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Defense steers Indians to win over UT-Martin

Sunday, November 2, 2003

MARTIN, Tenn. -- For once, Southeast Missouri State University didn't have to pile up gaudy offensive numbers to beat Tennessee-Martin.

The Indians, after outscoring the Skyhawks in wild shootouts the past two years, posted a more conventional 20-7 road victory Saturday.

Southeast used a bend-but-don't-break defense that allowed its lowest point total of the season as the Indians stayed squarely in the hunt for their first Ohio Valley Conference championship.

"Our defense played really physical, and they're really playing well right now," Southeast coach Tim Billings said. "Tennessee-Martin has a dangerous offense, but we were able to pretty much shut them down."

The Indians improved to 3-6 overall and 3-2 in OVC play. The last-place Skyhawks (2-8, 1-5) have lost 47 of their past 48 conference games.

"This is a big win for us," said Southeast wide receiver Chris NesSmith, who scored one of the Indians' two touchdowns. "We've got three more games left, and we've got to get them all."

UTM had chances to score through much of the first half, but the Indians' defense turned back the Skyhawks on possessions that reached the Southeast 19-, 15- and 13-yard lines. A third-quarter drive that went to the Indians' 34 also was repelled before the Skyhawks finally got on the board in the fourth quarter.

"We were pretty pleased with the way the defense played," Southeast linebacker O.J. Turner said. "The last two years we played them it was pretty wild, but today it was more low-scoring. They drove the ball some, but we were able to keep them out of the end zone."

The Indians prevailed despite being outgained 364 to 333 in total yardage.

"They were definitely improved, but so is our defense," Southeast linebacker Ricky Farmer said. "I feel like we played pretty good. We had some breakdowns, but the main thing is we won, and now we have to keep it going."

Southeast's offense started out like it would have a big day against the OVC's worst statistical defense that allowed an average of 37.4 points and 444.8 yards per game. With Andrew Goodenough getting his first start at quarterback, the Indians scored on their opening two possessions to build an early 10-0 lead.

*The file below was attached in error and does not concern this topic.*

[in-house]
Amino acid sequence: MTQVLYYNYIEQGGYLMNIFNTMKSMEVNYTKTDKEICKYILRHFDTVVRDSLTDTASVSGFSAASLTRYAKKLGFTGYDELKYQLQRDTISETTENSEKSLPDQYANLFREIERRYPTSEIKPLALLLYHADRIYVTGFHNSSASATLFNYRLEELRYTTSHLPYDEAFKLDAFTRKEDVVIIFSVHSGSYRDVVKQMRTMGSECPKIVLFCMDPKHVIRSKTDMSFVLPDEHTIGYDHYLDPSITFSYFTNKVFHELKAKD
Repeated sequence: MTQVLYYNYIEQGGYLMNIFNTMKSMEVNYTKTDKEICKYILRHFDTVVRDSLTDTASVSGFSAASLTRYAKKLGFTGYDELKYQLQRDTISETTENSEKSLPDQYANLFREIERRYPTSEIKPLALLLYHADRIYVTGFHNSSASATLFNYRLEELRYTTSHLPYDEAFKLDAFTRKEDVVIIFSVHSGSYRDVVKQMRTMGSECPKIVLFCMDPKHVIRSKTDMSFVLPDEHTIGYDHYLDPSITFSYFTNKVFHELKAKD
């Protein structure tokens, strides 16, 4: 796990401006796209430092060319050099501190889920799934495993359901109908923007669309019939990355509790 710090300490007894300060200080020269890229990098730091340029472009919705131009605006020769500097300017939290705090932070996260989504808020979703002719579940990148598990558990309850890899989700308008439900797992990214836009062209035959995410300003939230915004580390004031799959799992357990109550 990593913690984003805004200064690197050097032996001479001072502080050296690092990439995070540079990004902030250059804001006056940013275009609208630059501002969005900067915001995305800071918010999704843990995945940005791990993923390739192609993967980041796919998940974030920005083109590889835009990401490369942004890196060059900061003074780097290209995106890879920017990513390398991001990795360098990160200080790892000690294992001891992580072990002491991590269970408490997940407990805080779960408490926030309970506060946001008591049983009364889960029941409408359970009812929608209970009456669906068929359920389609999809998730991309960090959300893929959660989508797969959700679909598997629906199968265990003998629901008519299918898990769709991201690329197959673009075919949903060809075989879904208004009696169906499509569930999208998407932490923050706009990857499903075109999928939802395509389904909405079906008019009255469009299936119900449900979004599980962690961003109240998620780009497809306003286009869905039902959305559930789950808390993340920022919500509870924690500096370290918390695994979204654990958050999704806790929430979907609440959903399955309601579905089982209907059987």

After UTM's game-opening drive reached Southeast's 19 before stalling, the Indians proceeded to move 78 yards. Goodenough hit NesSmith with a 9-yard touchdown pass, and Derek Kutz converted for a 7-0 lead with 6:34 left in the first quarter.

With 16 seconds remaining in the opening period, Kutz kicked a 34-yard field goal, capping a 48-yard drive and making it 10-0.

But Southeast's offense sputtered the rest of the half, and the Indians carried that 10-0 advantage into the locker room.

"We were rolling at first, and I thought it was going to be another high-scoring game," NesSmith said. "Our offense kind of bogged down, but our defense played great."

The Indians opened up breathing room late in the third quarter, thanks mostly to freshman Antonio Scaife, who returned a punt 58 yards to the UTM 2. Jamel Oliver scored on the next play and Kutz converted for a 17-0 lead with 4:19 left in the period.

"It felt pretty good to make that return," said Scaife, who fumbled a punt that proved to be a key play during last week's loss to Murray State. "I fumbled last week, but I knew I just had to forget about it."

UTM finally broke Southeast's shutout bid when quarterback Brady Wahlberg and Taurean Stephens hooked up on a 58-yard with 11:28 to play in the fourth quarter, pulling the Skyhawks to within 17-7.

But Southeast came right back with a time-consuming drive that took almost nine minutes off the clock and resulted in a 23-yard Kutz field goal to make it 20-7 with 2:29 left. Kutz has converted on 12 of 14 field-goal attempts this season.

"I felt like we should have scored more points, but we played good, solid football," Billings said. "Our kicking game was strong, and that was a big key. The main thing is we won the football game."

mmishow@semissourian.com

335-6611, extension 132


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